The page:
DTPA – “Intentional” Conduct

Palo Pinto attorneys need to know how to use the Texas Deceptive Trade Practices Act (DTPA) to help them with their claims for Texas Insurance Code violations.
The Texas Business & Commerce Code, Section 17.50(b)(1), allows the jury in this type of case to award up to three times the amount of mental anguish damages and economic damages when they find the defendant acted “intentionally.”
Proving intentional conduct imposes a slightly higher burden than does proving knowing misconduct. The key difference is that “intentionally” requires proof that the defendant intended that the consumer act in detrimental reliance.
Section 17.45(13) states:
“Intentionally” means actual awareness of the falsity, deception, or unfairness of the act or practice, or the condition, defect, or failure constituting a breach of warranty giving rise to the consumer’s claim, coupled with the specific intent that the consumer act in detrimental reliance on the falsity or deception or in detrimental ignorance of the unfairness. Intention may be inferred from objective manifestations that indicate that the person acted intentionally or from facts showing that a defendant acted with flagrant disregard of prudent and fair business practices to the extent that the defendant should be treated as having acted intentionally.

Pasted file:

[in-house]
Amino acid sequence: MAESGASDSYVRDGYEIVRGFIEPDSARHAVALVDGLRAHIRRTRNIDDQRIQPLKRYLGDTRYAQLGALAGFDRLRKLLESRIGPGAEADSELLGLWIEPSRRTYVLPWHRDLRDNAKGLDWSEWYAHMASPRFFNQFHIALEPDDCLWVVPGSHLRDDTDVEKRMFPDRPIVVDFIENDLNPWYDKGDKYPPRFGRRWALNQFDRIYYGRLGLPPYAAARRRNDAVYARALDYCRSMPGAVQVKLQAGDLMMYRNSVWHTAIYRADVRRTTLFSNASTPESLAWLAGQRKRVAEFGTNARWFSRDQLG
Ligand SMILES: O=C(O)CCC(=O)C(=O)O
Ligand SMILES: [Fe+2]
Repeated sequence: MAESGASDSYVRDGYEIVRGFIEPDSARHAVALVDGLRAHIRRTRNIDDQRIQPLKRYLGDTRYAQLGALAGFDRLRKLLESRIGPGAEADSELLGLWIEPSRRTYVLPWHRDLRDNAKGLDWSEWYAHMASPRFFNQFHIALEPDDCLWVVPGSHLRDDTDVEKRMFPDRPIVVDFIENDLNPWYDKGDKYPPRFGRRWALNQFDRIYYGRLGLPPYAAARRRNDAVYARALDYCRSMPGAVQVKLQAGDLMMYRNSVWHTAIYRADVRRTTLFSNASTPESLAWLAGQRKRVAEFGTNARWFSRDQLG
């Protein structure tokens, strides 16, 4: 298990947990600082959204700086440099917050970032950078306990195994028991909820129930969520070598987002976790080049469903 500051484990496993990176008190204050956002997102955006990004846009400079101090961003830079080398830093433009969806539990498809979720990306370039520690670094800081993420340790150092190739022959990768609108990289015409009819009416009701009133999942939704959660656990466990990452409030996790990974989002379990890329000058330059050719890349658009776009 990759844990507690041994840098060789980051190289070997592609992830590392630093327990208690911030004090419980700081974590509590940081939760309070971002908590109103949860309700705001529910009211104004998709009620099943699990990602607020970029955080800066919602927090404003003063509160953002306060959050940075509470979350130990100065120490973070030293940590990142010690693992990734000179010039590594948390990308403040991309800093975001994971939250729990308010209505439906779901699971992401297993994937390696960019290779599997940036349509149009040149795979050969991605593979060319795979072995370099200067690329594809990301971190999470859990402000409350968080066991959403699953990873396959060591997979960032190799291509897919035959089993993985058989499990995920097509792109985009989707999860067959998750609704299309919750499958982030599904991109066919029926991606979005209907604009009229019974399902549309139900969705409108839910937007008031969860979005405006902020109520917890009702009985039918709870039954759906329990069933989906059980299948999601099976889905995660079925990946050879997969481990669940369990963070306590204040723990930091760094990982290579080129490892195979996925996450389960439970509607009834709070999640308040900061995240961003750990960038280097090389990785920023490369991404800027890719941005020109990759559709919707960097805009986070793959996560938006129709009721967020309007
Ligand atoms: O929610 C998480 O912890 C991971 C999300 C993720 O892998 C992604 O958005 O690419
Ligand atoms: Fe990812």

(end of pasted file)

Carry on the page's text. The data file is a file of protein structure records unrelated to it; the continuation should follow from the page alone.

Something for attorneys to keep in mind at this point is that the complexity of the DTPA provision is a good reason to use the Texas Insurance Code, Chapter 541 every time that it is possible. Under the statute there, Section 541.152(b), misconduct allows recovery of up to three times all the plaintiff’s damages.
Another thought for an attorney to be aware of is that it may be confusing to a jury for the plaintiff to ask if a violation occurred, if the conduct was knowing, and if the conduct was intentional, followed by separate conditional damages issues for economic damages, mental anguish, and two additional damages questions. A simpler way, when the plaintiff seeks mental anguish damages and additional damages, is to ask if the defendant acted intentionally, but omit the question on knowingly, and have only one question for additional damages. The intent question imposes a slightly higher burden on the plaintiff, but may be offset by avoiding confusion. An affirmative answer to the intent question will then allow recovery of additional damages up to three times the amounts of economic damages and mental anguish damages.
When it comes to the trebling of damages, prejudgment interest may not be included in the amount that is trebled nor may attorney fees and court costs be included in the amount that is trebled. This is specifically stated in DTPA, Section 17.50(e).